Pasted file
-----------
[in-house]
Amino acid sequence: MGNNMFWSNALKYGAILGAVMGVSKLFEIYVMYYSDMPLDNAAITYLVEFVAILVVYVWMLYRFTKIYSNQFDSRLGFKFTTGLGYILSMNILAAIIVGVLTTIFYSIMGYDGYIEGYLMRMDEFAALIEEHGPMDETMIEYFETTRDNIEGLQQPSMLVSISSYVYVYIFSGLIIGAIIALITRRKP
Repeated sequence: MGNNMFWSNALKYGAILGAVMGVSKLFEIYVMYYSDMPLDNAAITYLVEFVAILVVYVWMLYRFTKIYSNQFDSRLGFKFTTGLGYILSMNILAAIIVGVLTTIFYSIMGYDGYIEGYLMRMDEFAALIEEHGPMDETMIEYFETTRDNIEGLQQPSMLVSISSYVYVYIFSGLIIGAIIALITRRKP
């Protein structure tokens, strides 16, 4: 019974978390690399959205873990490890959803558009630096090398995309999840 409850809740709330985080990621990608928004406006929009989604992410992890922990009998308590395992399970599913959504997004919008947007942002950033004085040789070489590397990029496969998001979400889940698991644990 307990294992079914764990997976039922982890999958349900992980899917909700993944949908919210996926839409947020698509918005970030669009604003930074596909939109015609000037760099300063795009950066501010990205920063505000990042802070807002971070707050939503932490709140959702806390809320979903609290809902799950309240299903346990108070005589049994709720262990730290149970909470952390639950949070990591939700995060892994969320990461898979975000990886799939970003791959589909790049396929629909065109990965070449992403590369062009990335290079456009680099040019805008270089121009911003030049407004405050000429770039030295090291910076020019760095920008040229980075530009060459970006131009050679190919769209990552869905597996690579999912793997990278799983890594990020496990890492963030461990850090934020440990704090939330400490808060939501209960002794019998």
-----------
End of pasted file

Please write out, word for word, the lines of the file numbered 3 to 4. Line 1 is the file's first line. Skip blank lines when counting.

Repeated sequence: MGNNMFWSNALKYGAILGAVMGVSKLFEIYVMYYSDMPLDNAAITYLVEFVAILVVYVWMLYRFTKIYSNQFDSRLGFKFTTGLGYILSMNILAAIIVGVLTTIFYSIMGYDGYIEGYLMRMDEFAALIEEHGPMDETMIEYFETTRDNIEGLQQPSMLVSISSYVYVYIFSGLIIGAIIALITRRKP
């Protein structure tokens, strides 16, 4: 019974978390690399959205873990490890959803558009630096090398995309999840 409850809740709330985080990621990608928004406006929009989604992410992890922990009998308590395992399970599913959504997004919008947007942002950033004085040789070489590397990029496969998001979400889940698991644990 307990294992079914764990997976039922982890999958349900992980899917909700993944949908919210996926839409947020698509918005970030669009604003930074596909939109015609000037760099300063795009950066501010990205920063505000990042802070807002971070707050939503932490709140959702806390809320979903609290809902799950309240299903346990108070005589049994709720262990730290149970909470952390639950949070990591939700995060892994969320990461898979975000990886799939970003791959589909790049396929629909065109990965070449992403590369062009990335290079456009680099040019805008270089121009911003030049407004405050000429770039030295090291910076020019760095920008040229980075530009060459970006131009050679190919769209990552869905597996690579999912793997990278799983890594990020496990890492963030461990850090934020440990704090939330400490808060939501209960002794019998």